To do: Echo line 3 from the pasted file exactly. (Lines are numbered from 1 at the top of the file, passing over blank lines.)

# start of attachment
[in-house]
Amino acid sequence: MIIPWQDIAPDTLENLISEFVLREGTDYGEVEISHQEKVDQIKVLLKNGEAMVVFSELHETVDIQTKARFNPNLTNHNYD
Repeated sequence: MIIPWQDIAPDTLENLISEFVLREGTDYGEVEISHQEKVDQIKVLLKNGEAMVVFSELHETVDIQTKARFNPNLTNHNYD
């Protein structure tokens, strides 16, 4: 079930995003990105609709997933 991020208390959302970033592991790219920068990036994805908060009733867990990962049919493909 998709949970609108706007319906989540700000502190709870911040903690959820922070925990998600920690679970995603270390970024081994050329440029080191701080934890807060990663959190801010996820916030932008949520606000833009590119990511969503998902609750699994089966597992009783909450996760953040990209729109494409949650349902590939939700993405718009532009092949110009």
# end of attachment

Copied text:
Repeated sequence: MIIPWQDIAPDTLENLISEFVLREGTDYGEVEISHQEKVDQIKVLLKNGEAMVVFSELHETVDIQTKARFNPNLTNHNYD